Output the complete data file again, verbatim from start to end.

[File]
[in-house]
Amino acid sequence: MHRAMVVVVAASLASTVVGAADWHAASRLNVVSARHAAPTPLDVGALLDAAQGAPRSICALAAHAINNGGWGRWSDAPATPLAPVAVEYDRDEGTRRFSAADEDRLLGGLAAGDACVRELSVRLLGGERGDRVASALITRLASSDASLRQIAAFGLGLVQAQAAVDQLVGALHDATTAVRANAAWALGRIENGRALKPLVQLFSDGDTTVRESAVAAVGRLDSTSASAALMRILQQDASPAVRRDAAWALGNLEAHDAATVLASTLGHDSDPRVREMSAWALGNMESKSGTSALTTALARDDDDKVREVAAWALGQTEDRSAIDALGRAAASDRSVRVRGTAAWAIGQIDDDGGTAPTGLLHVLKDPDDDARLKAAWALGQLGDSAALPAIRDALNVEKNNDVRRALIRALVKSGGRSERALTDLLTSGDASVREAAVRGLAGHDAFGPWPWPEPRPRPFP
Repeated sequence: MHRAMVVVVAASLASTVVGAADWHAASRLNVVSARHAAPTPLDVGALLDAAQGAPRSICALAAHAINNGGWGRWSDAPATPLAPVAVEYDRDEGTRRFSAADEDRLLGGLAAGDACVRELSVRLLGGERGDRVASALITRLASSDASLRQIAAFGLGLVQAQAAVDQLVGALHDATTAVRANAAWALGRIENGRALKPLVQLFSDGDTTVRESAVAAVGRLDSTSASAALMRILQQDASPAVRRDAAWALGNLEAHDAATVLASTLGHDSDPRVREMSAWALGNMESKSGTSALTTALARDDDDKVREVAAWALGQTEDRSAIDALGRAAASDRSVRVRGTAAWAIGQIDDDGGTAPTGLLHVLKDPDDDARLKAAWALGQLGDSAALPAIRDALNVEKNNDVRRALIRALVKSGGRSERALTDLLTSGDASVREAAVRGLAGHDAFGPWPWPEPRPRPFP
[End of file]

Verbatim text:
[in-house]
Amino acid sequence: MHRAMVVVVAASLASTVVGAADWHAASRLNVVSARHAAPTPLDVGALLDAAQGAPRSICALAAHAINNGGWGRWSDAPATPLAPVAVEYDRDEGTRRFSAADEDRLLGGLAAGDACVRELSVRLLGGERGDRVASALITRLASSDASLRQIAAFGLGLVQAQAAVDQLVGALHDATTAVRANAAWALGRIENGRALKPLVQLFSDGDTTVRESAVAAVGRLDSTSASAALMRILQQDASPAVRRDAAWALGNLEAHDAATVLASTLGHDSDPRVREMSAWALGNMESKSGTSALTTALARDDDDKVREVAAWALGQTEDRSAIDALGRAAASDRSVRVRGTAAWAIGQIDDDGGTAPTGLLHVLKDPDDDARLKAAWALGQLGDSAALPAIRDALNVEKNNDVRRALIRALVKSGGRSERALTDLLTSGDASVREAAVRGLAGHDAFGPWPWPEPRPRPFP
Repeated sequence: MHRAMVVVVAASLASTVVGAADWHAASRLNVVSARHAAPTPLDVGALLDAAQGAPRSICALAAHAINNGGWGRWSDAPATPLAPVAVEYDRDEGTRRFSAADEDRLLGGLAAGDACVRELSVRLLGGERGDRVASALITRLASSDASLRQIAAFGLGLVQAQAAVDQLVGALHDATTAVRANAAWALGRIENGRALKPLVQLFSDGDTTVRESAVAAVGRLDSTSASAALMRILQQDASPAVRRDAAWALGNLEAHDAATVLASTLGHDSDPRVREMSAWALGNMESKSGTSALTTALARDDDDKVREVAAWALGQTEDRSAIDALGRAAASDRSVRVRGTAAWAIGQIDDDGGTAPTGLLHVLKDPDDDARLKAAWALGQLGDSAALPAIRDALNVEKNNDVRRALIRALVKSGGRSERALTDLLTSGDASVREAAVRGLAGHDAFGPWPWPEPRPRPFP